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Hi there,

My partner and I have a standard and mini mix poodle who is 17 weeks old (Bourbon). We've had him since he was 8 weeks old. :)
This is not my first dog, I grew up with a mini poodle Scottish terrier mix, and a full-bred Scottish terrier in the past.

Since we've gotten Bourbon, it's been a whirlwind! He's super curious, highly intelligent, and is always looking for ways to keep himself entertained. Not going to lie, this has been a bit of a learning curve for us, but over the past few weeks, we've had pretty good results since we purchased him puzzle toys, and have set up a pretty strict training schedule that allows for quick 5 min sessions throughout the day. So far he's learned how to weave between our legs, sit, stay, come, paw, roll over, down (all by the age of 12 weeks). He's also great at sleeping in his crate at night and has had zero accidents since he was 10 weeks.

What we're really struggling with now is his frustration tolerance. A couple of weeks back he started demand barking for his food and treats, toys, and we have managed to curb that for the most part. However, when it comes to walking outside this is another ball game. When we first got him, and we were taking him outside to use the washroom, he would get frustrated right before he would go, and then would bite our feet. Eventually, he outgrew this.

Now, however, if we're on a walk and he cannot greet a person or dogs (we're currently trying to limit the number of people/dogs we introduce him to, typically he'll get to say hello to 1 or 2 people/dogs out of 5, as recommended by our trainer), or is told to leave it he becomes quite agitated with us and starts jumping up and biting. The biting wasn't that hard at first, but now is actually quite hard and he has come close to breaking the skin. He has unfortunately ripped a pair of sweatpants.. When he's not agitated though on walks, he's generally pretty good with staying beside us, not pulling too much, and checking back in with through "look at me" commands. We also can get him to sit and lie down as well. He basically just loses all of his training when he gets overexcited/frustrated. We have brought toys on our walks for the past week and a half and will attempt to redirect him to these, very few times it works though. He'll usually bite it for a second, then redirect to us again.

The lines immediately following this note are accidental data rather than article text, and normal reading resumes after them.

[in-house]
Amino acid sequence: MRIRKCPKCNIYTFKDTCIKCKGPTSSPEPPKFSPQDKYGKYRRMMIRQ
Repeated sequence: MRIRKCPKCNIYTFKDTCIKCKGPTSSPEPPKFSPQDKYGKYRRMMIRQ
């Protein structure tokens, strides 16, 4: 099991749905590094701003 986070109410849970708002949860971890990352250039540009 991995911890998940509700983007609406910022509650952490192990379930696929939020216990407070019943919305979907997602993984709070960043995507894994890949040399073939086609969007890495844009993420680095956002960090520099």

He also has started humping us in the house, when he becomes excited, which honestly is easier to correct by just saying off. Although he'll come back a few times to try again haha.

Curious if this is common in poodles? We know he's still very little, but we want to nip this in the bud sooner rather than later as he's growing like a weed but also the biting hurts and people probably see us and are concerned that we're getting mauled by our dog lol.

To also add - we make him work for all his meals he never just gets a bowl of food. He also has to wait and leave it before he eats, until we tell him it's okay. We're also walking in and out of rooms first and make sure that he sits and stays until we tell him to join us.

Any tips would be appreciated :)
 

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I think you have a very normal poodle puppy with a moderate/high energy level. :)

I don’t have a spoo but there should be members with lots of experience around soon.